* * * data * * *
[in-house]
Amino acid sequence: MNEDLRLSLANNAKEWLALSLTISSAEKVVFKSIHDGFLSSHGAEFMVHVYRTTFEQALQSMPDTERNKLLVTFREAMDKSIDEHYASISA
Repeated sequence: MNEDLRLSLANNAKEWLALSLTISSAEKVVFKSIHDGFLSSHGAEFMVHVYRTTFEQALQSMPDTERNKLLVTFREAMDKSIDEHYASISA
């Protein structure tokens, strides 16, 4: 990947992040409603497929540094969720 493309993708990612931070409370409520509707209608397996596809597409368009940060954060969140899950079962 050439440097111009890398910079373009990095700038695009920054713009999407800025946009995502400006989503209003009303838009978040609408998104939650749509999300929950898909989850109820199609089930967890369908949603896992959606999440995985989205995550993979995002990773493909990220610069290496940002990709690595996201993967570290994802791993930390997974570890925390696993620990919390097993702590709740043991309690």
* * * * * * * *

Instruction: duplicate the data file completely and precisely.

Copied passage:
[in-house]
Amino acid sequence: MNEDLRLSLANNAKEWLALSLTISSAEKVVFKSIHDGFLSSHGAEFMVHVYRTTFEQALQSMPDTERNKLLVTFREAMDKSIDEHYASISA
Repeated sequence: MNEDLRLSLANNAKEWLALSLTISSAEKVVFKSIHDGFLSSHGAEFMVHVYRTTFEQALQSMPDTERNKLLVTFREAMDKSIDEHYASISA
């Protein structure tokens, strides 16, 4: 990947992040409603497929540094969720 493309993708990612931070409370409520509707209608397996596809597409368009940060954060969140899950079962 050439440097111009890398910079373009990095700038695009920054713009999407800025946009995502400006989503209003009303838009978040609408998104939650749509999300929950898909989850109820199609089930967890369908949603896992959606999440995985989205995550993979995002990773493909990220610069290496940002990709690595996201993967570290994802791993930390997974570890925390696993620990919390097993702590709740043991309690």